Everybody here knows the peacekeepers are coming. No Serb expects them to bring peace.
A door-to-door campaign in recent days by Yugoslavia's ruling Socialist Party has tried to persuade local Serbs to remain in Kosovo's broken and half-empty capital under a peace deal that will return more than 1 million displaced ethnic Albanians to the province under protection of NATO troops. But among many of the Serbs -- witnesses and in some cases accomplices to the mass expulsion of the ethnic Albanians -- there is a feeling that a new conflict is beginning that will be short and painful.
"We will not be able to stay here; what family will remain when they see the army and police leave?" asked Stojanka Dimitrjevic, a retired cook. "I would like to believe. I lived here for 18 years, but I don't have faith."
The prewar population of Kosovo -- a province of Serbia, Yugoslavia's dominant republic -- was estimated to be about 1.8 million, 200,000 of them Serbs, including 35,000 in Pristina. A few thousand Serbs are believed to have fled Kosovo to escape the NATO bombing; those who stayed fear that the withdrawal of government security forces under terms of the peace deal, and a resurgence of separatist ethnic Albanian guerrillas will make them targets of retribution.
There does not seem to be a general panic among Serbian civilians, but the expectation of a general exodus is strong. Today, an occasional sedan loaded down with personal goods could be seen speeding north along the road that winds north from Pristina to Serbia proper. Rajko Maksic, a farmer in the eastern Kosovo village of Luzane, said he has watched 200 cars full of Serbian families and their belongings pass by his roadside house over the past two days.
"I'll run, too," he said as he fed chickens in his front yard. "When the police and army go, who will guarantee our safety? I have no trust in NATO. The [guerrillas] will come back, and they will kill." His wife and three children fled earlier to escape NATO bombs.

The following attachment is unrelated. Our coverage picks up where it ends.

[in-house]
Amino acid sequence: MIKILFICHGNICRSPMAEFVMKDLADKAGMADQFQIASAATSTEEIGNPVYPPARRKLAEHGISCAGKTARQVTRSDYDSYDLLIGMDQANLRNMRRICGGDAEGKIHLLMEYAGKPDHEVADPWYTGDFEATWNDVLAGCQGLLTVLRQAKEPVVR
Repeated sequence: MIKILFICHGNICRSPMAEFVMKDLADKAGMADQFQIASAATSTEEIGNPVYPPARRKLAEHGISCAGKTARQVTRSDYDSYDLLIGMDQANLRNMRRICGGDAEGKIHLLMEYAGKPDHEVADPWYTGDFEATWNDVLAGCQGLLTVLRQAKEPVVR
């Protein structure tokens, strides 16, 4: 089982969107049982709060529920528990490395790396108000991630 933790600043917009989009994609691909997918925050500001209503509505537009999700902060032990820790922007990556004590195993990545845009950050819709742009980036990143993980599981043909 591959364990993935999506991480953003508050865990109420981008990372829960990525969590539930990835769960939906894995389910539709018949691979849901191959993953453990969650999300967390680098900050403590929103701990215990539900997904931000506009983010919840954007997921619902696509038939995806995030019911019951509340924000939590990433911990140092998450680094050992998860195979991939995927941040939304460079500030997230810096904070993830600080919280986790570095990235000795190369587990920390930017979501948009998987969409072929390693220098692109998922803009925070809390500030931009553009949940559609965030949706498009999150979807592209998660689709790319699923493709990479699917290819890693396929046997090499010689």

The Serbs' fears may be well-founded; their ethnic Albanian neighbors will return to Kosovo with terrifying memories of their expulsion by Serb-led forces to find homes and businesses that have been looted and destroyed. Serbs here point out too that the chief tactic of the Kosovo guerrillas in the months before the 11-week-old NATO-Yugoslav conflict was to make Serbian lives insecure.
As Serbian and ethnic Albanian leaders work out a political settlement that will give Kosovo a wide measure of autonomy, the NATO peacekeeping force is supposed to provide security for all residents of the province, both returning ethnic Albanians and resident Serbs.
On paper, Kosovo is to remain part of Serbia and Yugoslavia, but the scale of the government assault on the Kosovo Albanians, their mass expulsion and now the deep humiliation and insecurity felt by the Serbs hardly seem a recipe for harmony. Serbs say NATO and U.S. officials have been cavalier about their security fears and that the alliance has made no provision for disarming the guerrillas.
Part of the pessimism among Serbs here flows from the belief that the international focus on the large-scale abuse of the province's ethnic Albanian majority will drown out any similar forced dislocation of Serbian families. Asked what became of their ethnic Albanian neighbors, many Serbs here seem to be in deep denial. Asked to explain street after street of abandoned stores and homes with smashed windows, they blame NATO bombs or plead ignorance. It is hard to find anyone who acknowledges that organized expulsions and looting occurred.